-- Third-party aggregators – As a last resort, the ability to interface with third-party aggregators (e.g. ByAllAccounts, Plaid) for accounts where direct digital feeds are not available (e.g. checking, savings, and credit card accounts and 529 and 401k plans); and
-- Reconciliation – Demonstrated capability to download, reconcile and validate custodial data by market open, including the ability to correctly interpret and process corporate actions. 

Analysis
The capability to provide a comprehensive set of metrics, market data and attributes in combination with an intuitive tool to provide investment analysis and operational oversight is key:

-- Ad hoc analysis – Ability for users to easily evaluate data across various dimensions by creating custom, sortable and exportable views. Ability to save queries and share queries with team members or publish firmwide; 
-- Filtering - Ability to exclude asset classes, security types, accounts, unmanaged assets, and concentrated positions and recalculate asset allocation and performance dynamically; 
-- Performance metrics – Availability of multiple performance metrics including time-weighted returns (TWR), internal rates of return (IRR), contribution, attribution and sources of change in market value.  Performance should be able to be calculated both net and gross of fees;
-- Benchmarks – Ability to assign benchmarks at various levels including portfolio, account, asset class, and security. Ability to create custom multi-asset-class benchmarks based on index components;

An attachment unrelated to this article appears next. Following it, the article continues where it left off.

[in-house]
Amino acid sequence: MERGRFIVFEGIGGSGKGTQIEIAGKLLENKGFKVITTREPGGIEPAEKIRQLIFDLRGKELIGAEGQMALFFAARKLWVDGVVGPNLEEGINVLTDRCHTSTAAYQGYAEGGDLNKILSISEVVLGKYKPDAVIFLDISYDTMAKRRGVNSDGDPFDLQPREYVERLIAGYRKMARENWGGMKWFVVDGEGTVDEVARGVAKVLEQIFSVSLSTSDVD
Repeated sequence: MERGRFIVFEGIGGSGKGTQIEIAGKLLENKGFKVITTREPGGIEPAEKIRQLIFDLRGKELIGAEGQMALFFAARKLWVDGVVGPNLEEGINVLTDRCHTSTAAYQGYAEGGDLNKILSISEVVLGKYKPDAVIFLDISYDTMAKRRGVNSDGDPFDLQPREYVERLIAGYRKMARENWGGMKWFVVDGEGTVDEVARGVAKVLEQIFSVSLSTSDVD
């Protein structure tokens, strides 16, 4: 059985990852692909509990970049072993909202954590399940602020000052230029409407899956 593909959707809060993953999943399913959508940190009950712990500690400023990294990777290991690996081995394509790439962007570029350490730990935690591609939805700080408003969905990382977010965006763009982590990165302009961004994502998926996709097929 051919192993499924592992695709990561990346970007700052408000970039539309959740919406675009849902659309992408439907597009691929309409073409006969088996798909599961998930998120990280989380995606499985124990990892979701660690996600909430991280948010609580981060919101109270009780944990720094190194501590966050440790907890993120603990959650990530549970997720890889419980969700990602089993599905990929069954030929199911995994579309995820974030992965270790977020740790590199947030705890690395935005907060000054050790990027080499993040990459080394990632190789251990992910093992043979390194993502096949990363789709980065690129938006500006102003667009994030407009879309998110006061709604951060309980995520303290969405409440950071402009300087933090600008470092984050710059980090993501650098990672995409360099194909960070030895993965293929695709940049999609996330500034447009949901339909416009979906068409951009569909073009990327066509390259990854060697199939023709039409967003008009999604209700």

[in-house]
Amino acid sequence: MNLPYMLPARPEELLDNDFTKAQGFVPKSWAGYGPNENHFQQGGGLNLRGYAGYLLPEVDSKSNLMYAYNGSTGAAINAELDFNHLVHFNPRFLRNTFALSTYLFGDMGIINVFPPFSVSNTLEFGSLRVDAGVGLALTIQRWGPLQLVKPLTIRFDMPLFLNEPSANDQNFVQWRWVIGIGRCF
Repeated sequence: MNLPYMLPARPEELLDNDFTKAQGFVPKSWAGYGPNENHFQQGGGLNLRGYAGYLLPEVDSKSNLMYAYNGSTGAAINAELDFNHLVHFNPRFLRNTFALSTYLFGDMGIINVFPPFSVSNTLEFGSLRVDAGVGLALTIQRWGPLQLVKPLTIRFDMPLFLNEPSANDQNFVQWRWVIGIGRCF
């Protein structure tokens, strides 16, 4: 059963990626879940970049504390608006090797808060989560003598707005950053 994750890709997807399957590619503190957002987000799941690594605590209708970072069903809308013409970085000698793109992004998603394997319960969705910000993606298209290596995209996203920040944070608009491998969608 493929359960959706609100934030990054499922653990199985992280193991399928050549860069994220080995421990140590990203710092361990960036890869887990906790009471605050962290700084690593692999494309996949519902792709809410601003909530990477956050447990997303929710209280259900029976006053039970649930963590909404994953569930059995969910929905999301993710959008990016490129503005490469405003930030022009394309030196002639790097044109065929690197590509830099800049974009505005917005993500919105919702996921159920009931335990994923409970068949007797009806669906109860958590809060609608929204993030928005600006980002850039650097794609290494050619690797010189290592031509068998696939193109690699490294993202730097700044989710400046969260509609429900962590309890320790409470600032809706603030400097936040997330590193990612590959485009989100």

-- Security level attributes – Ability to provide comprehensive security-level attributes including capitalization, sector, geographic exposure, and bond ratings; 
-- Custom attributes – Ability to create and populate custom attributes as well as the ability to create calculated attributes based on other attributes; 
-- Risk attributes –Availability of comprehensive risk attributes including standard deviation, Sharpe ratio, R-squared, alpha, beta, upside/downside capture; 
-- Market data – Availability of comprehensive index, benchmark, and security data from credible third-party sources; and
-- Target allocations – Ability to import or assign target asset allocation for comparison against actual portfolio allocations.

Reporting 
Client reporting is a principal component of client communication and an important opportunity to reinforce your brand and investment thesis. Done correctly, it tells a data-driven story about what happened, why and where the advisor added value, alpha and/or reduced risk. Reporting should be comprehensive, accurate, timely, scalable and, most of all, useful.

-- Design – An intuitive interface with the ability to build fully-customized reports combining tables, charts, and graphs that resonate with clients’ needs and expectations; 
-- Production – Ability to easily produce fully-collated reports for a single client, a subset of clients, or for all clients; and
-- Report delivery – Ability to deliver reports electronically via email or through a client-facing portal.